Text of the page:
Arabic is one of the oldest spoken languages dating back to 1000-1500 years ago. It is the 5th most common language in the world, with around 300 million people speaking Arabic around the globe.
What’s more, since Arabic is the official language in Algeria, Bahrain, Comoros, Chad, Djibouti, Egypt, Eritrea, Iraq, Israel, Jordan, Kuwait, Lebanon, Libya, Mauritania, Morocco, Oman, Qatar, Saudi Arabia, Somalia, Sudan, Syria, Tunisia, United Arab Emirates, Yemen, Palestine, and Western Sahara, there are plenty of export opportunities available.
- The Arabic alphabet consists of 28 letters.
- Arabic words are written from right to left, whereas numbers are written from left to right.
- In the UK, only one per cent of the adult population can hold a basic conversation in Arabic.
- There are at least 11 words for love and hundreds of words for camel in Arabic
- Arabic has sounds that don’t exist in other languages
- English has many words acquired directly and indirectly from Arabic words, including alchemy, alcohol, algebra, algorithm, alkaline, amber, arsenal, candy, coffee, cotton, caravan, carat, ghoul, hazard, lemon, loofah, magazine, racquet, safari, sherbet, sofa, sugar, tariff – and many more.
If you’re considering exporting to Middle Eastern countries, it’s important to be aware of that they operate mandatory Conformity Assessment Programmes to ensure unsafe goods or poor-quality goods do not enter their markets. Almost all shipments must be inspected and certified. Therefore, understanding the compliance requirements related to your shipment is vital to reduce the likeliness of any shipment delays.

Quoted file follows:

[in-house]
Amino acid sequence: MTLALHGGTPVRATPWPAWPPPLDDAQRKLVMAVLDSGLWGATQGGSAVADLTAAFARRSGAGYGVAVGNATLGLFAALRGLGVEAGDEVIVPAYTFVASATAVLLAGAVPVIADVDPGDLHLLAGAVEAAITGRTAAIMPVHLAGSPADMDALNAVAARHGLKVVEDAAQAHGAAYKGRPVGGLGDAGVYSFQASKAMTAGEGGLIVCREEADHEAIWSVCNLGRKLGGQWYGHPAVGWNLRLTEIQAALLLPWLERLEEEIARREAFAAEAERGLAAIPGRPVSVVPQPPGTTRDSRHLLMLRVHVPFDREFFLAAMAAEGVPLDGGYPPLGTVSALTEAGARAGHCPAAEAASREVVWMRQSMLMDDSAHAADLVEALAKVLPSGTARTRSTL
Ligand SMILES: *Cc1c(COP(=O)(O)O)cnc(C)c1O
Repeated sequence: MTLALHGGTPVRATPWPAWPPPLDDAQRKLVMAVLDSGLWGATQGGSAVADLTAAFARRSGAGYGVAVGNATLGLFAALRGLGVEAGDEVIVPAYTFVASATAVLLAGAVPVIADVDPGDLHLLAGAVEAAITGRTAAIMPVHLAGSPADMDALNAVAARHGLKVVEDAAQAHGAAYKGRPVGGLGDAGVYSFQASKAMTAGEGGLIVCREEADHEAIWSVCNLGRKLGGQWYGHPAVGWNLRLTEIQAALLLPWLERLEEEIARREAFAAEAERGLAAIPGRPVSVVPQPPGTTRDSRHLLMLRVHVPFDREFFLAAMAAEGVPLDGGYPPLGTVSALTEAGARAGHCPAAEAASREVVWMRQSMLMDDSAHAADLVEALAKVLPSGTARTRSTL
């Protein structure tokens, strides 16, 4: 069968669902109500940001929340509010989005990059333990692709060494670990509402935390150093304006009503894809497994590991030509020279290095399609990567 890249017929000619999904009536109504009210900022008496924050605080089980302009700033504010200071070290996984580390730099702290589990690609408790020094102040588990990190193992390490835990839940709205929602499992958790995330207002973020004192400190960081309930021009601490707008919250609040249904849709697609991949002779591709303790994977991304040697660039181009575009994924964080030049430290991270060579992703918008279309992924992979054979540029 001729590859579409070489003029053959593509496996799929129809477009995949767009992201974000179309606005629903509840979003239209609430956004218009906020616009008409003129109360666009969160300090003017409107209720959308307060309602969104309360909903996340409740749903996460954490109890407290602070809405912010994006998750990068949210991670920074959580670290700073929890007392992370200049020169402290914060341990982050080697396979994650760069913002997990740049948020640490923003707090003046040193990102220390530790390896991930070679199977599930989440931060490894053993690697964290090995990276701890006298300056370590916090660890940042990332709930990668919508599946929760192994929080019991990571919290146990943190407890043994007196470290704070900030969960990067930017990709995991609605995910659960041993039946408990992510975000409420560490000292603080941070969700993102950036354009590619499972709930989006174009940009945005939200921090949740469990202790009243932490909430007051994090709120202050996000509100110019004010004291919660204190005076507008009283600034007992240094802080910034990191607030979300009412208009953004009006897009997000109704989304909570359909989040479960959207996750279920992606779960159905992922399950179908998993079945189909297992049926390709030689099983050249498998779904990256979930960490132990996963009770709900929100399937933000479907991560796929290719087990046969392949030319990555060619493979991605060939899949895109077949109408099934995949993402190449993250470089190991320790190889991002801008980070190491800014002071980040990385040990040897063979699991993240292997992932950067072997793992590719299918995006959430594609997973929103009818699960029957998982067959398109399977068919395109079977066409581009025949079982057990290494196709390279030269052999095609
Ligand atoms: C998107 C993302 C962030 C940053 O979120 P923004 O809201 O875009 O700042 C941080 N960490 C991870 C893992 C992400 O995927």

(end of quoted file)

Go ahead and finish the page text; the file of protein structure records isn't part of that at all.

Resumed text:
Each country in the Middle East has a list of what it considers to be ‘regulated’ products, along with exempted products and prohibited goods. As such, it’s worth doing thorough market research before beginning your export journey in the Middle East.
With regards to key export opportunities, there is currently a strong and growing market for agricultural exports to the Middle East, along with a need for grains, such as barley and wheat, and canola.
When it comes to services, education is a key services export market in the Middle East and this looks likely to continue to grow as the region looks to upskill.
Arabic speaking countries tend to be more relaxed when it comes to time and schedules than Western cultures. As such, negotiations are often likely to take longer than you may be used to. However, it is expected that you will be punctual to meetings.
You should also be expected to engage in small talk, as building relationships is vital to building trust. In Arabic speaking countries, there is much less of a divide between personal and professional life.
Business tip: Organise face to face business meetings, but not too far in advance and confirm the meeting by phone a few days before the meeting. Also, don’t try to organise meetings on a Friday as this is considered to be a holy day in Islam.
It’s also recommended that you learn some simple Arabic greetings to establish a friendly connection.
|Peace be upon you||As-salaam alaykum||السلام عليكم|
|And peace be upon you too||Wa alaykum as-salaam||وعليكم السلام|
|How are you?||Keif al-haal?||كيف الحال؟|
|Thanks be to God (response to above)||Al-hamdulillah||الحمد لله|
|Please||Min fadlak (to a male)
Min fadlik (to a female)
|Goodbye||Ma As-salama||مع السلامة|
We have worked with many clients on Arabic translation projects, most notably in the automotive industry with Armored Auto as well as in the food industry on a Food safety questionnaire.
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